Empirical experience is indispensable for the engineer. In an eventual bid to solve the world’s problems, a considerable slice of formative engineering education occurs in the workshop, affording students the opportunity to leverage conceptual knowledge and materialise what was hitherto purely theoretical. However, an unfortunate requisite for such materialisation is the presence of materials, and the inevitable consequence of said presence is waste.
Waste from such endeavours represents a significant portion of refuse originating in educational institutions. Generally, it is almost dismissively disposed of, not from a lack of awareness but for want of alternatives. As an attempt to mitigate if not eliminate this problem, we believe the optimal solution lies in recycling - not the ostensibly magical process that only occurs miles away from the bin but a more direct and pragmatic approach to reusing materials. We suggest that excess material be redesigned into composites, for instance, that may be used for prototyping. Something as ubiquitous as sawdust may be fashioned into a powder that can be further utilised to fortify other materials. These composites may not be as strong and versatile as their constituent parts, but their use for design has much potential and gives these substances a new lease on life.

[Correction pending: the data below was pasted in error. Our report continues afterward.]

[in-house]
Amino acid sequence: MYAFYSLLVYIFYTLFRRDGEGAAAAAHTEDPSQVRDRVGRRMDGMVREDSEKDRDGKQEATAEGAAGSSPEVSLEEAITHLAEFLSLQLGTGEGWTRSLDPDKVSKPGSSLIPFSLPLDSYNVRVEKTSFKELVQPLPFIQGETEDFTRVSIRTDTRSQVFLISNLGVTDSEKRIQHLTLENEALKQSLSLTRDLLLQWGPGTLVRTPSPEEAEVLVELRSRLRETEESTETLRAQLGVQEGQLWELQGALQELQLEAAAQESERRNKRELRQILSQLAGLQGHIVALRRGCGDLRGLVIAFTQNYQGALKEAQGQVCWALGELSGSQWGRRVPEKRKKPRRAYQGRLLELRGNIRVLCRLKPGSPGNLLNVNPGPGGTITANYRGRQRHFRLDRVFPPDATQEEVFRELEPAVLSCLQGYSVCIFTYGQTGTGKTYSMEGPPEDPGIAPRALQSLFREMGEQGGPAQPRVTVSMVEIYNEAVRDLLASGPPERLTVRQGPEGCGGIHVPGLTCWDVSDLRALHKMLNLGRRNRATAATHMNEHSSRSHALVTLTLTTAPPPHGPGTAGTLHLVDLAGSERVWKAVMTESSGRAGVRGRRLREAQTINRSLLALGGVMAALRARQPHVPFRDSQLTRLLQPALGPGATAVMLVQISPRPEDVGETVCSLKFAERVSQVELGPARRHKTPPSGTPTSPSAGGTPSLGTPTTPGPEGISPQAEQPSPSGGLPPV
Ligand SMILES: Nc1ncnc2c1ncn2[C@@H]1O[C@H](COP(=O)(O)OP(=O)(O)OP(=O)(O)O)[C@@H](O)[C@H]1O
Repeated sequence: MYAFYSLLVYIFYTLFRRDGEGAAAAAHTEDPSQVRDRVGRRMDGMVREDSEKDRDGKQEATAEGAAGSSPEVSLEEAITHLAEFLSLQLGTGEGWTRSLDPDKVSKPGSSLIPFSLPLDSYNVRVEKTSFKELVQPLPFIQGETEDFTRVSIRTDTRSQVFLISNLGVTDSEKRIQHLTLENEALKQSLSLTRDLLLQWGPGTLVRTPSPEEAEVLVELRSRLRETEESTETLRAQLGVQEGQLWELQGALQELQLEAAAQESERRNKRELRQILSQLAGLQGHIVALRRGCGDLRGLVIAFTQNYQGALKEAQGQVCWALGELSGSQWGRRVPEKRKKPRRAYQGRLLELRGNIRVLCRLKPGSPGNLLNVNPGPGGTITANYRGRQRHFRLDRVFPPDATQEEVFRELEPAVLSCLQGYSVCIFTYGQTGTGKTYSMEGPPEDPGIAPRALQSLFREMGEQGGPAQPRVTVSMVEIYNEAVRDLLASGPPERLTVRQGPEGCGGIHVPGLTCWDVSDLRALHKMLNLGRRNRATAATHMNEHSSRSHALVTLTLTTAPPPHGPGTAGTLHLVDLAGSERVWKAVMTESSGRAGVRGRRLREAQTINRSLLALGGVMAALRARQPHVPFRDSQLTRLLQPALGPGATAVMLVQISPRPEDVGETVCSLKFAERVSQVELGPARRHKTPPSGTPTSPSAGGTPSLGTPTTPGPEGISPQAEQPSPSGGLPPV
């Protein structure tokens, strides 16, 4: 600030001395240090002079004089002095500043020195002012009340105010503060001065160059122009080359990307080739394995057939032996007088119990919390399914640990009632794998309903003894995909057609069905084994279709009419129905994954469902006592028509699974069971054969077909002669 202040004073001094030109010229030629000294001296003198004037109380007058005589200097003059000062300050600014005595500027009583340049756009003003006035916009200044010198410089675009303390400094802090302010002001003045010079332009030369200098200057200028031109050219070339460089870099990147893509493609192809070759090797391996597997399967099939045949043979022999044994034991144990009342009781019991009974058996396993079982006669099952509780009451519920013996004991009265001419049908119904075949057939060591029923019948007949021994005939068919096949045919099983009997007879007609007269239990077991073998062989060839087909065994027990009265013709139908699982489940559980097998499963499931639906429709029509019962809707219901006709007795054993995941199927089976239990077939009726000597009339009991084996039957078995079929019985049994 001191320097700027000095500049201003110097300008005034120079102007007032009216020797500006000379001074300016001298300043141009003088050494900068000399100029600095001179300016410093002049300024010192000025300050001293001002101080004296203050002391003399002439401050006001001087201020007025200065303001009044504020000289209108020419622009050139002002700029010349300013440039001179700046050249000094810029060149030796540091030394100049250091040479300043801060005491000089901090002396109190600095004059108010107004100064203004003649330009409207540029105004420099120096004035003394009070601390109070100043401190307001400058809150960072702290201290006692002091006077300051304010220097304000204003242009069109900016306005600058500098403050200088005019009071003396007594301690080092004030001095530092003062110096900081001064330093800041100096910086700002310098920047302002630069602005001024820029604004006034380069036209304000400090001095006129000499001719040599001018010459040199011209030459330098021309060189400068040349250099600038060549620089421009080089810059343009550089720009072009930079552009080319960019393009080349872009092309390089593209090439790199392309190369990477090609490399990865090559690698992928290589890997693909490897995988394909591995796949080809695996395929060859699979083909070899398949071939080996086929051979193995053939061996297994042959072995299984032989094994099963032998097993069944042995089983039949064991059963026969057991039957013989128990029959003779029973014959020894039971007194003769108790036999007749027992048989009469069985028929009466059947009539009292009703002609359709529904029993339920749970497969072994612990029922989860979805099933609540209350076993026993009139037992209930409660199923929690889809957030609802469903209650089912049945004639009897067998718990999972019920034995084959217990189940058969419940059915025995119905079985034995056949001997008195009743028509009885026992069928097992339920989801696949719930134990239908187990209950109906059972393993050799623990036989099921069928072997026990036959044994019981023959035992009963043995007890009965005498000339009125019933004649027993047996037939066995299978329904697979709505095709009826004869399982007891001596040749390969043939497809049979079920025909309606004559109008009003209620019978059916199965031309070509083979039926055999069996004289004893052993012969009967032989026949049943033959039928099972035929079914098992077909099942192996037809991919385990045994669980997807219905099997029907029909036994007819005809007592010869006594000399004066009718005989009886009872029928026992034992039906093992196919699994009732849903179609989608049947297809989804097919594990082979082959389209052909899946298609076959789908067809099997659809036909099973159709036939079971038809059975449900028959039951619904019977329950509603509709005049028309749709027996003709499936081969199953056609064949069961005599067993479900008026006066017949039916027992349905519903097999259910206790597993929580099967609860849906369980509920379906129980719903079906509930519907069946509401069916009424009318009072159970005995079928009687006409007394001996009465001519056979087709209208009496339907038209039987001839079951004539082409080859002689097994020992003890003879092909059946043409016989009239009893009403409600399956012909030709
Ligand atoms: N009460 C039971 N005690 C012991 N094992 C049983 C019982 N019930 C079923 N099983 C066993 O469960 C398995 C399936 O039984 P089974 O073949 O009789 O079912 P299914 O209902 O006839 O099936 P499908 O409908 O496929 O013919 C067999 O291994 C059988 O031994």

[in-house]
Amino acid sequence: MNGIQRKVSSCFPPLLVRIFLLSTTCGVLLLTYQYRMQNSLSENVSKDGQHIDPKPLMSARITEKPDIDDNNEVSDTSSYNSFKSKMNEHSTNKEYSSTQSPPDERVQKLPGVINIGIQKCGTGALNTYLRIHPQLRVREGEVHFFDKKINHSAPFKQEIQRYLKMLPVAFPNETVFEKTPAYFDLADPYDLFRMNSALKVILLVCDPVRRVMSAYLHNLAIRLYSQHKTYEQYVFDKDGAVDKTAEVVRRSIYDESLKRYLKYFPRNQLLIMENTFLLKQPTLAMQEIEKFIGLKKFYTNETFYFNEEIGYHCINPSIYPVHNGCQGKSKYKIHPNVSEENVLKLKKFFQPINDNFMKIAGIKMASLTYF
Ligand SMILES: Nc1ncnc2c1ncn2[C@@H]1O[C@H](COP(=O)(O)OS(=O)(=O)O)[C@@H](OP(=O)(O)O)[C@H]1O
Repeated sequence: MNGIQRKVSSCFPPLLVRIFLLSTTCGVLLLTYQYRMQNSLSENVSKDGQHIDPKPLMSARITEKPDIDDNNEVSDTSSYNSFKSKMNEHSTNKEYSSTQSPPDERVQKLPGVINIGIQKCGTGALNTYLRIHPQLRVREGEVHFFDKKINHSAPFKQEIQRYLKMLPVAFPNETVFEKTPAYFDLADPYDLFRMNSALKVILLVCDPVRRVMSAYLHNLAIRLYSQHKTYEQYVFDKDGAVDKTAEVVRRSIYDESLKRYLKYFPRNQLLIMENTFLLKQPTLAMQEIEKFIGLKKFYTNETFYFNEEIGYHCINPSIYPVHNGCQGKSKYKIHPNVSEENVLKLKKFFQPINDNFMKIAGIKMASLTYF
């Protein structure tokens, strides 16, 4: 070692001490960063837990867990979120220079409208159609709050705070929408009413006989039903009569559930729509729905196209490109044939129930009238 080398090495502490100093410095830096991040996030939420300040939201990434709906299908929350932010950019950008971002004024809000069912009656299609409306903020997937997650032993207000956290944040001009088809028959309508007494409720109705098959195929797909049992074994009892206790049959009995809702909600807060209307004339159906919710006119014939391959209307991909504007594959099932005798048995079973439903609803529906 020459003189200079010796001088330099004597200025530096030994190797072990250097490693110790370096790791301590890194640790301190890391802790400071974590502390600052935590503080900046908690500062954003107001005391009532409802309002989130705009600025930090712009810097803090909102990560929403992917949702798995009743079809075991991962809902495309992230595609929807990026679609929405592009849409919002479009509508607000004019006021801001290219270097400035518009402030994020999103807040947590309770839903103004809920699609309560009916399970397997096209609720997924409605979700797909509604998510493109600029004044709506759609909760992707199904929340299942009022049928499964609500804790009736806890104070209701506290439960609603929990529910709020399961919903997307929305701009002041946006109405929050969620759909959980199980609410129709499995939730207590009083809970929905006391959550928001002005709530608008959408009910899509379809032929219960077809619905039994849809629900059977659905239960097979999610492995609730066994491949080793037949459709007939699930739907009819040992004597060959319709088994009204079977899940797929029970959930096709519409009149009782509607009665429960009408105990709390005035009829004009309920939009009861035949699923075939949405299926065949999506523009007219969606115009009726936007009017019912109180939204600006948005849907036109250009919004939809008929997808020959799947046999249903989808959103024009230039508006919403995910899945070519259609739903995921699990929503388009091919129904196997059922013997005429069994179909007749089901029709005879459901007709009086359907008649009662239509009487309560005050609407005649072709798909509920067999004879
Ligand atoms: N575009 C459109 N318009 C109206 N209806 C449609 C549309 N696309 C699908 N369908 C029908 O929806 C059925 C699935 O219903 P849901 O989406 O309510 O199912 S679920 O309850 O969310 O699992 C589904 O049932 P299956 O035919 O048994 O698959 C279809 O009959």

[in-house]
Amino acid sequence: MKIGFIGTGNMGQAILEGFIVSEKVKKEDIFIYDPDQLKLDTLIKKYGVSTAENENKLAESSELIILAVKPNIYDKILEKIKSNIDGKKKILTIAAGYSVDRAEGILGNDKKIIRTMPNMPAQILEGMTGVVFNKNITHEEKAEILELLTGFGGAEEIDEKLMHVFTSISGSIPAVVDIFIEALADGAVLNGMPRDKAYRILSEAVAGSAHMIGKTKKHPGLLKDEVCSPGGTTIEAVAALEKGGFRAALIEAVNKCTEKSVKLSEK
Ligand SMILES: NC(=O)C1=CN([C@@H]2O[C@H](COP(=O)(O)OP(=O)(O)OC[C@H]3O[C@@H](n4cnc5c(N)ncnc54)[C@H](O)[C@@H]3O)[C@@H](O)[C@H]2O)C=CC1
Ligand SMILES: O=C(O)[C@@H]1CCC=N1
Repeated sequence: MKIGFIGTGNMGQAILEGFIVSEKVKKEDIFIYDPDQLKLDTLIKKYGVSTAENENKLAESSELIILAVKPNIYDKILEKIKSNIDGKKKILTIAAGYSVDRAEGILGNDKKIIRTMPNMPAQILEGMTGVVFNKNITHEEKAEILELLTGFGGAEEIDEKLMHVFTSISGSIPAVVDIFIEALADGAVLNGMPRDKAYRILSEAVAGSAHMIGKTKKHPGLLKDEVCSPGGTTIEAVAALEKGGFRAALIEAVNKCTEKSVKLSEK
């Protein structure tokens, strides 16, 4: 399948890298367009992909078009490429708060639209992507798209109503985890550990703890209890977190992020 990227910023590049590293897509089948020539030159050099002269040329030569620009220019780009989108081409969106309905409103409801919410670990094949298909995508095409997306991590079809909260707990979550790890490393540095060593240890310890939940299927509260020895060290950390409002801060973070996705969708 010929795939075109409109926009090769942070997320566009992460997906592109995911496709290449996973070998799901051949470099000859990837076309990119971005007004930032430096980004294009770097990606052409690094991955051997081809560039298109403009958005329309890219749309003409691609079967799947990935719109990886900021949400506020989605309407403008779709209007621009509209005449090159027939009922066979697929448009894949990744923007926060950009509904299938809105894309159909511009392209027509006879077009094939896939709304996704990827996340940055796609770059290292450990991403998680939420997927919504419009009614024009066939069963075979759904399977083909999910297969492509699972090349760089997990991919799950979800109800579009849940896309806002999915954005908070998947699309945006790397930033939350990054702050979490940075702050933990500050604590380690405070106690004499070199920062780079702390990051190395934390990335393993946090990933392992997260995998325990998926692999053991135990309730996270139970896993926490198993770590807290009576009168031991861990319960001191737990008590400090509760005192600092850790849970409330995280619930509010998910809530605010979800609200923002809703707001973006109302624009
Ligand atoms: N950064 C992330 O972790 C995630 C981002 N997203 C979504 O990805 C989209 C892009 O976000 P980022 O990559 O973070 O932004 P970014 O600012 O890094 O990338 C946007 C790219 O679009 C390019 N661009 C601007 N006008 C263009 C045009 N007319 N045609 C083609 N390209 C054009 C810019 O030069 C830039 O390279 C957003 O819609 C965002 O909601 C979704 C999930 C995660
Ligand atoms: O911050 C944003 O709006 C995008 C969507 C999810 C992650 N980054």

We aim to focus on SDGs 9 and 12, reflecting on the repercussions of waste particularly in education and its connection to responsible production. We are of the opinion that the best way the engineering sector may be made globally responsible is to create powerful, tangible and scalable solutions at the grassroots level, giving us and others the chance to develop these ideas further to foster a gradual yet deliberate change in the sustainability of the engineering enterprise.